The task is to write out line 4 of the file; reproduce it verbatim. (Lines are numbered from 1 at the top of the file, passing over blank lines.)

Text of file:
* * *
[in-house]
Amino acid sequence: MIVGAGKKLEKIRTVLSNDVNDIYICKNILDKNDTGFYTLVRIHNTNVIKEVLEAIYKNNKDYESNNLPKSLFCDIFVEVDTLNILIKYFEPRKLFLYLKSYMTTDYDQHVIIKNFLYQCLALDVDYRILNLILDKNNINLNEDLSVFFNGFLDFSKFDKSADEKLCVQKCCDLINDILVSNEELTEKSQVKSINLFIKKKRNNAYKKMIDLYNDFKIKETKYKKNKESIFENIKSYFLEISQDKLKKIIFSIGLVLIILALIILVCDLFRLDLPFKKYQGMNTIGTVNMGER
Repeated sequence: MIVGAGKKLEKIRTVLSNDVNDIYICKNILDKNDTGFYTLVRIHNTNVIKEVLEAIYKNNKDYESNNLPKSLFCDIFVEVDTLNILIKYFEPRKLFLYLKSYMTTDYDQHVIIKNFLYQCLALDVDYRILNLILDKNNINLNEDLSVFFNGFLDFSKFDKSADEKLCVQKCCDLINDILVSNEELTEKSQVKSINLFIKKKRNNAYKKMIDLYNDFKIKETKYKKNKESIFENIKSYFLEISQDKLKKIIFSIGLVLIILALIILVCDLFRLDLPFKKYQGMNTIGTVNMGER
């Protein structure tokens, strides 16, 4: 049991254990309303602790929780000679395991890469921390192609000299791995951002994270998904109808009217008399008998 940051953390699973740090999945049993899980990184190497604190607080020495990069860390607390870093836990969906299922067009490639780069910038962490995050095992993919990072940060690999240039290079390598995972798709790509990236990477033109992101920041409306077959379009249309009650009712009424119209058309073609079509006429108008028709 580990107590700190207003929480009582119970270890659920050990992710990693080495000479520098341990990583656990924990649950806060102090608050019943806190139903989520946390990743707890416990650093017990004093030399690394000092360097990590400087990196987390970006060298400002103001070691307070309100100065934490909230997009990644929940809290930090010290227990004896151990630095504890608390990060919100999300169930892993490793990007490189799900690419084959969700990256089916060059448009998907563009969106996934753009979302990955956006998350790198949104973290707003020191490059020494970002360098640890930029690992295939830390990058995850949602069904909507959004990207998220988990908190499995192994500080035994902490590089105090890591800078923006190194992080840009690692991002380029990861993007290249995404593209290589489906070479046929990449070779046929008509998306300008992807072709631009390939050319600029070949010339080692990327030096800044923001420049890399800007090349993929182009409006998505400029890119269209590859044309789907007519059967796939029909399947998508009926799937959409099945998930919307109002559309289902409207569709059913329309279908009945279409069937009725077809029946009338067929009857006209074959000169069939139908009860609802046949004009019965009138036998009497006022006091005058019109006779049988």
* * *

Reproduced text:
């Protein structure tokens, strides 16, 4: 049991254990309303602790929780000679395991890469921390192609000299791995951002994270998904109808009217008399008998 940051953390699973740090999945049993899980990184190497604190607080020495990069860390607390870093836990969906299922067009490639780069910038962490995050095992993919990072940060690999240039290079390598995972798709790509990236990477033109992101920041409306077959379009249309009650009712009424119209058309073609079509006429108008028709 580990107590700190207003929480009582119970270890659920050990992710990693080495000479520098341990990583656990924990649950806060102090608050019943806190139903989520946390990743707890416990650093017990004093030399690394000092360097990590400087990196987390970006060298400002103001070691307070309100100065934490909230997009990644929940809290930090010290227990004896151990630095504890608390990060919100999300169930892993490793990007490189799900690419084959969700990256089916060059448009998907563009969106996934753009979302990955956006998350790198949104973290707003020191490059020494970002360098640890930029690992295939830390990058995850949602069904909507959004990207998220988990908190499995192994500080035994902490590089105090890591800078923006190194992080840009690692991002380029990861993007290249995404593209290589489906070479046929990449070779046929008509998306300008992807072709631009390939050319600029070949010339080692990327030096800044923001420049890399800007090349993929182009409006998505400029890119269209590859044309789907007519059967796939029909399947998508009926799937959409099945998930919307109002559309289902409207569709059913329309279908009945279409069937009725077809029946009338067929009857006209074959000169069939139908009860609802046949004009019965009138036998009497006022006091005058019109006779049988």